Fake poppies diverting funds from UK charities

For the second year running, the UK government has warned the public to beware of counterfeit poppy merchandise ahead of Remembrance Day on November 11.

The red poppy products are distributed on behalf of The Royal British Legion to raise money to support armed forces community men, women, veterans and their families, but the Intellectual Property Office (IPO) says the public should be on the lookout for fakes. The traditional paper poppies are not included in the warning but other merchandise – scarves, jewellery, poppy pins, poppy brooches and the like – are thought to be in circulation.

Last year, poppy merchandise copyrighted by the Royal British Legion and Poppy Scotland charities – worth around £150,000 (around $200,000) – was seized at Tilbury docks en route to Manchester. The shipment originated from China.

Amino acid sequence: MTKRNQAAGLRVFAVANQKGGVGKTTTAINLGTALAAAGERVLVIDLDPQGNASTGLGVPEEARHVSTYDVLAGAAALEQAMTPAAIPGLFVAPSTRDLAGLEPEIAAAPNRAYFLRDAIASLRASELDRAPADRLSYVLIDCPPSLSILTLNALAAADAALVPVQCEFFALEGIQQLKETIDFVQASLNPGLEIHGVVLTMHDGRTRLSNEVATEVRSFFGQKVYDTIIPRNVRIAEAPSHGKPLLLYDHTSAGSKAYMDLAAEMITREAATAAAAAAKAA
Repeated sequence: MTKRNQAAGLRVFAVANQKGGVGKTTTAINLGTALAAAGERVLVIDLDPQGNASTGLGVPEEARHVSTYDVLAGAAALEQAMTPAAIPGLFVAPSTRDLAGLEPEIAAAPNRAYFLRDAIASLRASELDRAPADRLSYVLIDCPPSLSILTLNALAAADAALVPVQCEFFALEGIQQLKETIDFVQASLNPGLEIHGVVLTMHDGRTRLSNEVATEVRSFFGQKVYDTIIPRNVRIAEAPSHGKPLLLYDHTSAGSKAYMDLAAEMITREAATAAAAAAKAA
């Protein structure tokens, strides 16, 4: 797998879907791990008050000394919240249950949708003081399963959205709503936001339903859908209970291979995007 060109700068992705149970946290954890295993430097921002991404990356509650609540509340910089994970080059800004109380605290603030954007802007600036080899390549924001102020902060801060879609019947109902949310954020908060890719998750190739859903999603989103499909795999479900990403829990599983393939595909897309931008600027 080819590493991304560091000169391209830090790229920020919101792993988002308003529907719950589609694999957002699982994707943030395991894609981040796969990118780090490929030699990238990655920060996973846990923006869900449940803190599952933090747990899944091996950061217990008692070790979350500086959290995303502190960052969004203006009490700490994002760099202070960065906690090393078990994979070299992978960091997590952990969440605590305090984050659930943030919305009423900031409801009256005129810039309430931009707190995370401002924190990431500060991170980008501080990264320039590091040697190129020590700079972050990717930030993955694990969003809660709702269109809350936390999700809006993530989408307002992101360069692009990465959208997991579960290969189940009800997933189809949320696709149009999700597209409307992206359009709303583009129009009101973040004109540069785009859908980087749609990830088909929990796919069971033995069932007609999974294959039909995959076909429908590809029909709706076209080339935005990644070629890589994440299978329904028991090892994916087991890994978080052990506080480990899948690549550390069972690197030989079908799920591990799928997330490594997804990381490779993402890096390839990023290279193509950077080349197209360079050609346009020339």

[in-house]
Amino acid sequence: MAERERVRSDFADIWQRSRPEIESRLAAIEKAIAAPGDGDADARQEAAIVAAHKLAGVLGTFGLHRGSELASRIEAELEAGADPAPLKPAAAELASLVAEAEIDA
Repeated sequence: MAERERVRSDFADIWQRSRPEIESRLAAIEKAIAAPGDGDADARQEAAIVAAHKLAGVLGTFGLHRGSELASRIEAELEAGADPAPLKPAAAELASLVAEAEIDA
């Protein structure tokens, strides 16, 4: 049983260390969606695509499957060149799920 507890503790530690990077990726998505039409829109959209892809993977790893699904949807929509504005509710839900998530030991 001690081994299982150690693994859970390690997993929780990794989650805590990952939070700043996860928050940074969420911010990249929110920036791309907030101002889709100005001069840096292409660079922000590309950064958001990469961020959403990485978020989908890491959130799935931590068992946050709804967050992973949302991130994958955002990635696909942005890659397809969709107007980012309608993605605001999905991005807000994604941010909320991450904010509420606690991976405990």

IPO said in a statement that “donations intended to support Armed Forces community men, women, veterans and their families…could end up benefitting fraudsters if their poppy merchandise turns out to be fake.”

To help consumers beat the fraudsters, the IPO has the following advice:

  • Be a ‘responsible buyer’ – buy from official channels and The Royal British Legion’s corporate partners;
  • Avoid cheaper priced products;
  • The Royal British Legion works with a number of corporate partners. Only corporate partners are authorised by the Royal British Legion to sell poppy merchandise
  • If in doubt, buy through The Royal British Legion or The Royal British Legion official eBay or Amazon pages – you will be sure of the authenticity.


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